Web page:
Democracy blindness: On being misinformed about democracy or ignoring its principles when the outcome does not go your way
November 15, 2020
The recent election demonstrated that many Americans either don’t understand how elections work, or don’t really care.
Shortly after the polls closed, many Americans either unhappy with the projected outcome of the electoral race protested, and contrary to their state’s laws suggested that the vote counting be stopped or continued.
Some, despite the evidence of state chief election officers and certifications of elections to the contrary, but echoing conspiracy theories advocated by President Donald Trump’s and supportive news media pundits, claimed that the vote was rigged.
This is a scary situation. Why did this occur? Although there are multiple reasons, one that sticks out is that many Americans are poorly informed about how American democracy operates. I would even go further and argue that some really don’t care.
Clearly, I’m not the first person to identify this problem. As recent as 2019, the Annenberg Public Policy Center at University of Pennsylvania found that about three in five Americans don’t know the three branches of government and an equal number don’t know a single branch.
Why does this occur and what can be done to remedy this situation?
Sure we can blame the influence of a focus on STEM education, and the mass media like the internet, including increased distractions presented by the rise of social media, especially Facebook, TikTok, etc., but I believe that the basic cause of this democracy blindness, is the erosion and elimination of both classes that teach students how to think critically, and civics classes in the typical middle and high school curriculum of the United States.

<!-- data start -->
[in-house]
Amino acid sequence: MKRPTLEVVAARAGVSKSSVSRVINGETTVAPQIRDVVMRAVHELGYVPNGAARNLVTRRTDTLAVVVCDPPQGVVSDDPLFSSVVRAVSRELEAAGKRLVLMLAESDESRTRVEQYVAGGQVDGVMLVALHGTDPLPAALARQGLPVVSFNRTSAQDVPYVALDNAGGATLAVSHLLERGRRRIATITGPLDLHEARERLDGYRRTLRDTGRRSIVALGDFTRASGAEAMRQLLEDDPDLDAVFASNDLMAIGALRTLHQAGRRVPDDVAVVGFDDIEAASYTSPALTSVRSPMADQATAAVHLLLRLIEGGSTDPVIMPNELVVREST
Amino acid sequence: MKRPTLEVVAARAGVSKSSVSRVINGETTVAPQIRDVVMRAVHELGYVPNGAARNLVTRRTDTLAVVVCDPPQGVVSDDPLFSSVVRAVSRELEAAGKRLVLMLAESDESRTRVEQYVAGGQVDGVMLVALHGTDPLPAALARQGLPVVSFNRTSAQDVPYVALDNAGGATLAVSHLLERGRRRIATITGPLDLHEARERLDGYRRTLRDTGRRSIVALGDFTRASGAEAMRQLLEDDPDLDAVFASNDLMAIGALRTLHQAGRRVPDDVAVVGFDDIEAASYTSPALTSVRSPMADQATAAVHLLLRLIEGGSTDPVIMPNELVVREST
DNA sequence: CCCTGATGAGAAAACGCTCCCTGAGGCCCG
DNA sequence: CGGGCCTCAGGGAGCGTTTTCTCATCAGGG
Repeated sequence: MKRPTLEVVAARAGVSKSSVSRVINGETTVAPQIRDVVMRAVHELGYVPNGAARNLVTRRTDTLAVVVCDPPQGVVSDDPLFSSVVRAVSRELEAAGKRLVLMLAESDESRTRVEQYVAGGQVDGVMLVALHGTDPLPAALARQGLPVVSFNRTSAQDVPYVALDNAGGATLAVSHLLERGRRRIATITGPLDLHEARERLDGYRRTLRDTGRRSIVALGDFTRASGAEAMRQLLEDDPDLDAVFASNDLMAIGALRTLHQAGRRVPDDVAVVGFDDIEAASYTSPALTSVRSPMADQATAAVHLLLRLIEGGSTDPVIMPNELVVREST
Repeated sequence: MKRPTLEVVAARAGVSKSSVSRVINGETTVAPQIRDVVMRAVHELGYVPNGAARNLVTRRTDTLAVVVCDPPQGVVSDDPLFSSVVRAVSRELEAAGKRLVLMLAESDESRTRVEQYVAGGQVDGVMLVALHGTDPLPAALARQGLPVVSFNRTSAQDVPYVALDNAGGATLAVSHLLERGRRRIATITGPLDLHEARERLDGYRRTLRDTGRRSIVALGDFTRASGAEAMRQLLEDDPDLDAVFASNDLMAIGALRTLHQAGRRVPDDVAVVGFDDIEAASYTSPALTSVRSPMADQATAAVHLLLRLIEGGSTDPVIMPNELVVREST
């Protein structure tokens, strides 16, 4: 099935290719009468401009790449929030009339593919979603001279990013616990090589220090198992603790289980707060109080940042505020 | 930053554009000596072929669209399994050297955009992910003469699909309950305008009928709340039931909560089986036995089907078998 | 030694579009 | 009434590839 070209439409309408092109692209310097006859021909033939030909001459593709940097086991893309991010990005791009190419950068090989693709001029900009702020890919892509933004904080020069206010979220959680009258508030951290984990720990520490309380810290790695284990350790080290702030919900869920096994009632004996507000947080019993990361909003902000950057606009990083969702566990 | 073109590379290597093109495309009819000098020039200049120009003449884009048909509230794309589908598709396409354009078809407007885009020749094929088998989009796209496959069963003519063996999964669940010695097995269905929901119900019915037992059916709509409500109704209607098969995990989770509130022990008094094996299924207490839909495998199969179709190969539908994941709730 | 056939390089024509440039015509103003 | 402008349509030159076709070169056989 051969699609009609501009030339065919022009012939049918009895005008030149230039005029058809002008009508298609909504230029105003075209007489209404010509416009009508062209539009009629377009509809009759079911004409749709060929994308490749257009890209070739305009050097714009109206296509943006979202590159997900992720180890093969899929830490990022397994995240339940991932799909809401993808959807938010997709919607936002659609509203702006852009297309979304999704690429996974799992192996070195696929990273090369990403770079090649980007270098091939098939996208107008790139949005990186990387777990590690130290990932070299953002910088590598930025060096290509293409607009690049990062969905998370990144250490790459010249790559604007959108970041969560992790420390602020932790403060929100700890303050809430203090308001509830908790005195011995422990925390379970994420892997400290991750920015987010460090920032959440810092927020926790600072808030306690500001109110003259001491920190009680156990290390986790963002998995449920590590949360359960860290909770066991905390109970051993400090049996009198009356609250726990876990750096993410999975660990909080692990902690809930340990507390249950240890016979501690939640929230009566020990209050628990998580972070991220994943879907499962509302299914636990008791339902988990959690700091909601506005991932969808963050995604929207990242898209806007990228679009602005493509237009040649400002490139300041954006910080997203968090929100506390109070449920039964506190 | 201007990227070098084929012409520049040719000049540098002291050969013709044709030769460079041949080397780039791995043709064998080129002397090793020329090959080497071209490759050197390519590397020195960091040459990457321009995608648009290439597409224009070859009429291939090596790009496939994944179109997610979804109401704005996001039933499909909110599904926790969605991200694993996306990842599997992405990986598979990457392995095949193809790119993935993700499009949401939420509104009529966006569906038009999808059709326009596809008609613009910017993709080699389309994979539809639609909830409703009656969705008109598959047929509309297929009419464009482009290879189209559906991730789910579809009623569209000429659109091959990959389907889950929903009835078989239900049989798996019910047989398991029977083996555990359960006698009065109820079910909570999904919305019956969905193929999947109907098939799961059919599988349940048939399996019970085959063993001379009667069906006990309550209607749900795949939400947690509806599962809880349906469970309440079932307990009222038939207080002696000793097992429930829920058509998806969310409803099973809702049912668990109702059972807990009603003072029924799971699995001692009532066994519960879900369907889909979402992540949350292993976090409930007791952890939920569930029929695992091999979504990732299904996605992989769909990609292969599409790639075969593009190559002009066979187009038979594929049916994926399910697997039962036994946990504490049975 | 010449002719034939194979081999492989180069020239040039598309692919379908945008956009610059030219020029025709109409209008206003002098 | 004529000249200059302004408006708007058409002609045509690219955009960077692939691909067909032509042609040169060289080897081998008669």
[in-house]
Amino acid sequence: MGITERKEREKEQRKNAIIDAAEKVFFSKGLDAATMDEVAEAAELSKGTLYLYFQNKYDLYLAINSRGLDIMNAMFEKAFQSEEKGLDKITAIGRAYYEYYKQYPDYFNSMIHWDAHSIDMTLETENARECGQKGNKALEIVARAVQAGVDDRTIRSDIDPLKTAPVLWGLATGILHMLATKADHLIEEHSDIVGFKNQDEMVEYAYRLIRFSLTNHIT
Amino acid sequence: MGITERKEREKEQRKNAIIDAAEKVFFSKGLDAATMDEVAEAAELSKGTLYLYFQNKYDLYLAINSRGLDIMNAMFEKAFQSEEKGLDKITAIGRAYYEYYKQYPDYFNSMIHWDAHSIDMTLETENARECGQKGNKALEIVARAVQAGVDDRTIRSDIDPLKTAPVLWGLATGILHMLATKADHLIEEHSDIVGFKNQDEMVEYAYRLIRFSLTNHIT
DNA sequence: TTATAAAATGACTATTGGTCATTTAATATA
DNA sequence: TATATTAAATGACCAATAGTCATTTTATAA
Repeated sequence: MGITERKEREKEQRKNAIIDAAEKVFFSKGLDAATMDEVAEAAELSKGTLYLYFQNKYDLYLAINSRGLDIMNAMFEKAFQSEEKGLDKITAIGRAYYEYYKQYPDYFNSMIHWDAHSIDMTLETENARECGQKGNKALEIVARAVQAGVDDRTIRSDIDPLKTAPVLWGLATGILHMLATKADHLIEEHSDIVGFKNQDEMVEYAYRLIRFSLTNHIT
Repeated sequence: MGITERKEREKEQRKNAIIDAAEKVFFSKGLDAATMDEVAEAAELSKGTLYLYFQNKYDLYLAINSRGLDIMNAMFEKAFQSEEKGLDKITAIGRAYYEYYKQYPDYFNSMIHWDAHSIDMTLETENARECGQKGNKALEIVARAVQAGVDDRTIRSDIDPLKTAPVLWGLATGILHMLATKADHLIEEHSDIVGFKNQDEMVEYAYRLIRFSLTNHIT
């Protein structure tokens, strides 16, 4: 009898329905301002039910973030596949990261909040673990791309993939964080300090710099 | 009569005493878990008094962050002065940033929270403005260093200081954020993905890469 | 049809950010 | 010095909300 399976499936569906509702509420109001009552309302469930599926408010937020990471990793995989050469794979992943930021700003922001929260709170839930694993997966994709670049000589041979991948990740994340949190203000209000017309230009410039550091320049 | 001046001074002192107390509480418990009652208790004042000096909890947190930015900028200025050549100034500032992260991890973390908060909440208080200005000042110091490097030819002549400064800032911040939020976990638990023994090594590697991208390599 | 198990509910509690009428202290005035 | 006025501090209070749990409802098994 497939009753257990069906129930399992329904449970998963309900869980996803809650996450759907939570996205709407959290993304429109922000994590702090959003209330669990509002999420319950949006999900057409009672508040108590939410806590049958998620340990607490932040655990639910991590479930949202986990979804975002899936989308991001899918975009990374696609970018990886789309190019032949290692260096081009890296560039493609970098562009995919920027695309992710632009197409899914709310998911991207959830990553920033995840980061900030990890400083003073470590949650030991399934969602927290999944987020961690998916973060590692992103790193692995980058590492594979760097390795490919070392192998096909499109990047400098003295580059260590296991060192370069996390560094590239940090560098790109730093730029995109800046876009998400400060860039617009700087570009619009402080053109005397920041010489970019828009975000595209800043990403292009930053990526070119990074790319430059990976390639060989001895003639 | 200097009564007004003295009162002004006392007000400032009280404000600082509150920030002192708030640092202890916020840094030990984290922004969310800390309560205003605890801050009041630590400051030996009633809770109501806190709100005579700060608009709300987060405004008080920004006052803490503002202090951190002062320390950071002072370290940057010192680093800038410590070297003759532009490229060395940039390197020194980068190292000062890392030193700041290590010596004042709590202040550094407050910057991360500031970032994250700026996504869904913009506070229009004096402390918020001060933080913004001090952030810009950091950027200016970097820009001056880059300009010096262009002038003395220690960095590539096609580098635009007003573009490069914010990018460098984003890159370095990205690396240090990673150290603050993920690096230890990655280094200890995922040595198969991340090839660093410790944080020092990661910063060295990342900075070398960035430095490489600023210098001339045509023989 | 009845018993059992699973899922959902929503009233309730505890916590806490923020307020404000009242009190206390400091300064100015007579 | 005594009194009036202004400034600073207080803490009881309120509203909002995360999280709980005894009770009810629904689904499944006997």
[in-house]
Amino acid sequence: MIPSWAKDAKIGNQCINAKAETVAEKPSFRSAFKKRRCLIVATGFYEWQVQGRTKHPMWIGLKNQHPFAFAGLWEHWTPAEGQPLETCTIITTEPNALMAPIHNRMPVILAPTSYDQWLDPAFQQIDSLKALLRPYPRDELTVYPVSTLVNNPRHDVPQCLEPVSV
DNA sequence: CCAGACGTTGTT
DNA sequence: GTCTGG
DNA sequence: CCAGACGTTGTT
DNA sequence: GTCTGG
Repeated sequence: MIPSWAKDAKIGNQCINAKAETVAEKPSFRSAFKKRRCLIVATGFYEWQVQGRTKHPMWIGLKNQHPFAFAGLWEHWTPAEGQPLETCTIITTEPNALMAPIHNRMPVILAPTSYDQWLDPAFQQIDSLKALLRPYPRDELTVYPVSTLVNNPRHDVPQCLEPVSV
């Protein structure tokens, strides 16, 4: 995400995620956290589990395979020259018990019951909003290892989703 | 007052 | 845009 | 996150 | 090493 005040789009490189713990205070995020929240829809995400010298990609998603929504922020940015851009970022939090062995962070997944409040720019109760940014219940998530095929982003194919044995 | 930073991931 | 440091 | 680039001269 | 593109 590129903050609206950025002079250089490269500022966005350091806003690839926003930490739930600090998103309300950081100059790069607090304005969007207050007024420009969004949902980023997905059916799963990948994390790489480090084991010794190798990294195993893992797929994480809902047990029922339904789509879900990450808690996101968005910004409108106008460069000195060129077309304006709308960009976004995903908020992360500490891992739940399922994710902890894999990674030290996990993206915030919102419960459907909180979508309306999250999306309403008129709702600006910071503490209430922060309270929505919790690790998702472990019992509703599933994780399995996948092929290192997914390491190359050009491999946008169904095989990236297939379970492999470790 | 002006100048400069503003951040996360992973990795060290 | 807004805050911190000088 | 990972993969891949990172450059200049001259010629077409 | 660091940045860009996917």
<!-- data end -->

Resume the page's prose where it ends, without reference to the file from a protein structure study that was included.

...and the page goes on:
What are the solutions? Again, there are many, however I believe that there needs to be mandatory teaching of critical thinking skills and civics in middle and high school. The exact curriculum can be decided upon by a committee of nationally recognized experts. Regardless, this education should be funded by the federal government. Moreover if student’s don’t pass this test, administered in a SAT like fashion, and I don’t mean squeak by with 51 percent or a C, they don’t graduate.
This is the way to go. We don’t want to slide into authoritarianism and enable kleptocracies, like the situation we are now in. We want an informed public, properly schooled in the basics of democracy, who knows and respects our history, laws and our constitution, not one that make their decisions simply based on superficial aspects of the candidates or what their family, friends, or religious leaders told them how to vote.
photo: “Million MAGA March” by Victoria Pickering